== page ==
From: Kenneth Whistler (email@example.com)
Date: Thu Jul 02 2009 - 19:39:49 CDT
Bill Poser noted:
> There was a point to my comment about North Korean fonts,
> which is that the reason that North Korea has not supplied
> fonts is probably the fact that it just doesn't participate
> in international organizations like Unicode.
Before this discussion wanders too far afield, I'll
provide a little clarification.
The Democratic Peoples Republic of Korea (DPRK) has never
participated in or even communicated with the Unicode Consortium.
Its participation has rather been entirely through the
ISO context, specifically in WG2 and the IRG, to make additions
to ISO/IEC 10646. That participation resulted in various
additions of unified CJK ideographs, compatibility CJK
ideographs, and a handful of additional symbols to ISO/IEC 10646.
Such characters end up in the Unicode Standard because
the Unicode Standard is maintained in tight synchrony with
the approval of amendments to ISO/IEC 10646.
The issue now is that the DPRK's active participation in
ISO and WG2 and the IRG was a number of years ago, when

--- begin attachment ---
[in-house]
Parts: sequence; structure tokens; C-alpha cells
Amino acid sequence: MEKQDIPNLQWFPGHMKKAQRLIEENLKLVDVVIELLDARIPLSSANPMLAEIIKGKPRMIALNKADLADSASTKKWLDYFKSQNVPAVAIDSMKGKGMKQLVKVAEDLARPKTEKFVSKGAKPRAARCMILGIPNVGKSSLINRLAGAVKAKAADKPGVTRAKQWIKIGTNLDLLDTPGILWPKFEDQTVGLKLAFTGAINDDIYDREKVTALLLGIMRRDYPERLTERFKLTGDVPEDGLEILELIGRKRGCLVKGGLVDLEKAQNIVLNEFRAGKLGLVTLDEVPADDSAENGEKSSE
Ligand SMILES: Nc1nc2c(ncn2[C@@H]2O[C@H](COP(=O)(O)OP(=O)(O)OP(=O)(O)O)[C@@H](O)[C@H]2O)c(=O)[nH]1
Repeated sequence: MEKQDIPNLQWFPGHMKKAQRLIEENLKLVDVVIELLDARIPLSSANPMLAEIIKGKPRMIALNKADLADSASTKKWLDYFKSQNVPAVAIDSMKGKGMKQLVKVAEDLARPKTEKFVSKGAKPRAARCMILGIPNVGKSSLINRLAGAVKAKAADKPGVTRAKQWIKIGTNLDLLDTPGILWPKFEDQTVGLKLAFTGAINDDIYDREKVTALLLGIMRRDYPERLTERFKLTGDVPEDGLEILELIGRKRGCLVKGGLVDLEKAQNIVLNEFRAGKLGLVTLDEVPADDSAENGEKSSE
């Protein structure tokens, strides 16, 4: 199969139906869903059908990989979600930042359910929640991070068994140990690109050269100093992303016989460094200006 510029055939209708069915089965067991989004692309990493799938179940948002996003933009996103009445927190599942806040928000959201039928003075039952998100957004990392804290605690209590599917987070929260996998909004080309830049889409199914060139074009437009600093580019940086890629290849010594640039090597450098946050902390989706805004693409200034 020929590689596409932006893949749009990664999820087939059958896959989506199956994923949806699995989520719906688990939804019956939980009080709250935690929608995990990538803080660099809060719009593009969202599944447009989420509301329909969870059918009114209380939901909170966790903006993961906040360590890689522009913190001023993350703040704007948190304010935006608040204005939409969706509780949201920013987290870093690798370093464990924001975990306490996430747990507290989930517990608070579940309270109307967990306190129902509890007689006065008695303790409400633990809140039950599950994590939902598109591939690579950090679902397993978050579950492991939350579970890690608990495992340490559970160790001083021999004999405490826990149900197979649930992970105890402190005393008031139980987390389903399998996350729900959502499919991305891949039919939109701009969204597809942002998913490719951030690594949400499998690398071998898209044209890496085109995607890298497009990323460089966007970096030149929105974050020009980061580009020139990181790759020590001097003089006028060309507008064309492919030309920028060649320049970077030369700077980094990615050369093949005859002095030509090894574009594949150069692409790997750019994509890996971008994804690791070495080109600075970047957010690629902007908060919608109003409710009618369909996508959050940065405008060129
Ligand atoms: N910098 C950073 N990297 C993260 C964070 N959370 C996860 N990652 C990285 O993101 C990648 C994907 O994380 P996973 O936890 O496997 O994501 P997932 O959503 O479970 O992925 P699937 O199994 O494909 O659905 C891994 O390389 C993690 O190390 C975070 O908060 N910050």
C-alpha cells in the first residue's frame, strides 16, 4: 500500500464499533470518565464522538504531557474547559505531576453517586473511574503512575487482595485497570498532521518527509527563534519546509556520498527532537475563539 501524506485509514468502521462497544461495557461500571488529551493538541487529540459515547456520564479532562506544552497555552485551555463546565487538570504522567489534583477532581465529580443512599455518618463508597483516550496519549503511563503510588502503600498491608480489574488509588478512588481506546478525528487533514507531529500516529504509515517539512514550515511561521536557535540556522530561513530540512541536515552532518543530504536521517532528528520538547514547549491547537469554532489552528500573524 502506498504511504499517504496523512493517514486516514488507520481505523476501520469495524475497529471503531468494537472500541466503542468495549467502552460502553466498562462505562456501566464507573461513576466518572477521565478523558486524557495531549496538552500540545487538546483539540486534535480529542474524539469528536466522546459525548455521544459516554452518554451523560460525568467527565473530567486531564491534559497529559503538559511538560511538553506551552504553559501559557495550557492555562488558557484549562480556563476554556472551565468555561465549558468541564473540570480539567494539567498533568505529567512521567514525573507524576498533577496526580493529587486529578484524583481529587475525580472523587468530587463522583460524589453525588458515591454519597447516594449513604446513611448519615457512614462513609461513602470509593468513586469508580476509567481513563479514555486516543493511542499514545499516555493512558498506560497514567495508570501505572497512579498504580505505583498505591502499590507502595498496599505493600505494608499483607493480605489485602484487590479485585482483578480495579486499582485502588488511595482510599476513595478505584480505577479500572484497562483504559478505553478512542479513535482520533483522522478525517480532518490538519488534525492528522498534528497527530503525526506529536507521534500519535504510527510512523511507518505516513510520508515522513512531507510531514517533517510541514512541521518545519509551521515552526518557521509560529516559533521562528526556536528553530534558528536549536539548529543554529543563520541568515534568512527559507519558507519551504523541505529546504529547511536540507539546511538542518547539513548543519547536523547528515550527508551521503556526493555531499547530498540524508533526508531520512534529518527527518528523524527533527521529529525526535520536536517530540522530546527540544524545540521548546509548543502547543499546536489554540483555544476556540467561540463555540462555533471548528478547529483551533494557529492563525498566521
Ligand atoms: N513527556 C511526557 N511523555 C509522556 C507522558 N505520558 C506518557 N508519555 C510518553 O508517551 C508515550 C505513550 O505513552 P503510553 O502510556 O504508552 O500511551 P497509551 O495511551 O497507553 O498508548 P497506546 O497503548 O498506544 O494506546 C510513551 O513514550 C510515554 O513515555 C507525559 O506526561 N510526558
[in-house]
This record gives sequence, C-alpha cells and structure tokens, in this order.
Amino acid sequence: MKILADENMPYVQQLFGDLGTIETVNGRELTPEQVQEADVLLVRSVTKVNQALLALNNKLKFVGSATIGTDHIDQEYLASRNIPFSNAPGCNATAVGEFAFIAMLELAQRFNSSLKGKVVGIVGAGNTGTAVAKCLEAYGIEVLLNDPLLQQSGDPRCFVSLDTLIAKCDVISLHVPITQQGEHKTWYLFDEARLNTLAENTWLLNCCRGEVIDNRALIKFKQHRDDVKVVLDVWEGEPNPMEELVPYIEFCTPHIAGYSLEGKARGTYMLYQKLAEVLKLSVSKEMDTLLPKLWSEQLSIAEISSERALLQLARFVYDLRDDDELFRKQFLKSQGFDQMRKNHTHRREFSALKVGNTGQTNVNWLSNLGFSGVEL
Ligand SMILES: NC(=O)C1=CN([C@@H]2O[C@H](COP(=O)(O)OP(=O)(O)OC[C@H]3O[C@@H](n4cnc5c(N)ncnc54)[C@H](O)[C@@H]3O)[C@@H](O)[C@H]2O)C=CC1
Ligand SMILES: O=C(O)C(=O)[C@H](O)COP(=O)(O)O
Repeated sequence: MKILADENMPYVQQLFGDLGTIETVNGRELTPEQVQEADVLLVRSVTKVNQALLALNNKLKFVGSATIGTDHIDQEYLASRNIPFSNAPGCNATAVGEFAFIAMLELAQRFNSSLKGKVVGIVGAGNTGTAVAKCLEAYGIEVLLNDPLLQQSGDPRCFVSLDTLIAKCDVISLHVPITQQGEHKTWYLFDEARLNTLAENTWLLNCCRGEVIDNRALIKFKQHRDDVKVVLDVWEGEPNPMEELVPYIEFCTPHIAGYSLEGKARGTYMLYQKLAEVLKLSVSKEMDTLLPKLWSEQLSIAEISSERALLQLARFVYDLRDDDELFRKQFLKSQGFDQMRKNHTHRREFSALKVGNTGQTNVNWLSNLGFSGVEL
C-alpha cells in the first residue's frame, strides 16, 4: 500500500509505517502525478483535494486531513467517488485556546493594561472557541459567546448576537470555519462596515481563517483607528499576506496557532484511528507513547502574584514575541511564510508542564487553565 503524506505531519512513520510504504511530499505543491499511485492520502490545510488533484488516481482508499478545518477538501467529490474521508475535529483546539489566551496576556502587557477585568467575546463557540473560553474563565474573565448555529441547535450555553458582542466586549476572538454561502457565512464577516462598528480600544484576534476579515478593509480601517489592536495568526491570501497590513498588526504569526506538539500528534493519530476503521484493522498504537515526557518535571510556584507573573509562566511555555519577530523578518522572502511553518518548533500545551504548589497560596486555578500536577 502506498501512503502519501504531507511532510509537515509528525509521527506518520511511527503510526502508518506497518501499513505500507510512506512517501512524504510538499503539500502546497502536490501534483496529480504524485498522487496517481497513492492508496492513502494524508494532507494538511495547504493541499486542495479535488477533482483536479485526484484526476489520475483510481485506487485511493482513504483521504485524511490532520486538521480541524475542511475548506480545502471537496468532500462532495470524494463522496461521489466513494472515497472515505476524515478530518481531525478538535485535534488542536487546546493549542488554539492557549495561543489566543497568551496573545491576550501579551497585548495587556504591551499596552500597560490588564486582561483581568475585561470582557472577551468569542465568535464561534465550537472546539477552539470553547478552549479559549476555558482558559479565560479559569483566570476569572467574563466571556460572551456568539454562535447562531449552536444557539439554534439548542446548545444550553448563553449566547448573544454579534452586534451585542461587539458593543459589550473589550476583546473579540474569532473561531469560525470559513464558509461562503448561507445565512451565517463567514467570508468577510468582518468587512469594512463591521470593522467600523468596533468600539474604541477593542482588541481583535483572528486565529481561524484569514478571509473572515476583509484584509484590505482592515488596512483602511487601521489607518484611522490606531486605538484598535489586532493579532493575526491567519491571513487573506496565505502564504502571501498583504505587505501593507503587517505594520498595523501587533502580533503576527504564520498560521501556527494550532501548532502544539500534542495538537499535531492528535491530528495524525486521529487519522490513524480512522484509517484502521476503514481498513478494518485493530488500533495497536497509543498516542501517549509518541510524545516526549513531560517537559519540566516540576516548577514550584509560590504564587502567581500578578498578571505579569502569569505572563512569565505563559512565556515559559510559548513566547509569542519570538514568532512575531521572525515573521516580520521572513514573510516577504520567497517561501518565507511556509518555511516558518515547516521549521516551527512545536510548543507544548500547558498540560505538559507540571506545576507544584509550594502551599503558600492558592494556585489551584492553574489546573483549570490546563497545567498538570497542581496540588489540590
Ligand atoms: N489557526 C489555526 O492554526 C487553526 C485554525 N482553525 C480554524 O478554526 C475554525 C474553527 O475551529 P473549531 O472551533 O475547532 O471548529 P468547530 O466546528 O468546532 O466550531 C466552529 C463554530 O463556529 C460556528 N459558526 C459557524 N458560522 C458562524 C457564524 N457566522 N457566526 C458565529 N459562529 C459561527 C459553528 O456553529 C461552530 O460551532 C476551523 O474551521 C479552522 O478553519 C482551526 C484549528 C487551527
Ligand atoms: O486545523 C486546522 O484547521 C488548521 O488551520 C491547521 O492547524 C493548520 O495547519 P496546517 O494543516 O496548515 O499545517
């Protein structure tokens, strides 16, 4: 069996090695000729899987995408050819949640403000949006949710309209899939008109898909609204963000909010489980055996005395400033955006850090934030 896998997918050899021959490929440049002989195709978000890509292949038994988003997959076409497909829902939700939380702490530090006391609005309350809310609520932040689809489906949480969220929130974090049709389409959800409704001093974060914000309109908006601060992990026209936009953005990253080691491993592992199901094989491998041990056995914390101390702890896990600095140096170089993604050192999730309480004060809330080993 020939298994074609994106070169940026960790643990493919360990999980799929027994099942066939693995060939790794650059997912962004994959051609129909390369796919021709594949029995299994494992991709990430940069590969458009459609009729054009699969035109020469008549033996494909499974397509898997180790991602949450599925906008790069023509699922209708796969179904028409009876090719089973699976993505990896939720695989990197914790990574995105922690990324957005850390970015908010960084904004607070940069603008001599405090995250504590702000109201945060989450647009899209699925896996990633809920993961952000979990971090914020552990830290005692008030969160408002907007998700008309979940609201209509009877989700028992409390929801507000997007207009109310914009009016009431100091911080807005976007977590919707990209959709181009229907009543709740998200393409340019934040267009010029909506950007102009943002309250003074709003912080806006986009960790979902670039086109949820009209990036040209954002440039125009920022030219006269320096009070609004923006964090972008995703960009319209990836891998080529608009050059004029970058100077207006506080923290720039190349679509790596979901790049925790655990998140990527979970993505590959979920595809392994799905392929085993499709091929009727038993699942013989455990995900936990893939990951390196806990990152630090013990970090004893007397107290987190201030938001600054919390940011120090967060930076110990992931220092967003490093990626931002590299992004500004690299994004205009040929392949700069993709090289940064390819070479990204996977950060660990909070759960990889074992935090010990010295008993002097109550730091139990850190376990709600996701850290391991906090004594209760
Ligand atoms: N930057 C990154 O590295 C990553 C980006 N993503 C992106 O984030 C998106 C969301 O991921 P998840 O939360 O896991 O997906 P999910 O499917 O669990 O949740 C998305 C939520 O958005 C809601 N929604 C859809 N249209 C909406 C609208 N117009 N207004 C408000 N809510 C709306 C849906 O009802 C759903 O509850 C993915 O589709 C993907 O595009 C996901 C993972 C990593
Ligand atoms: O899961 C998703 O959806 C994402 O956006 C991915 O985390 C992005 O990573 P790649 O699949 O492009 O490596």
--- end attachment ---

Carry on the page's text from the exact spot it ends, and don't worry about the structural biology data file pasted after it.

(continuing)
the encoding issues and repertoire were under active
discussion. For quite a few years now, the standardization
officials of the DPRK have not communicated further
with WG2 or its various officers (convenor, rapporteurs, editors).
Fonts used for printing the multicolumn CJK charts for
ISO/IEC 10646 (and by extension the Unicode Standard,
since the two organizations now share chart formats) are
subject to more rigid constraints than fonts used for
other charts in the standard(s), because they must match
the intention of normative sources used by the various
participants in the IRG, as part of the original submissions
of repertoires of CJK characters for unification analysis
It isn't enough that somebody come up with *a* font that
covers all the source glyphs for a particular national
source printed in multi-column format -- it needs to be
certified as correctly matching the original source
WG2 and its editors have rules for all this, and as far as
I know, serious attempts have been made to communicate
with the relevant parties in the DPRK, to let them know
that the DPRK source column will simply not be printed
if the relevant source font is not provided.
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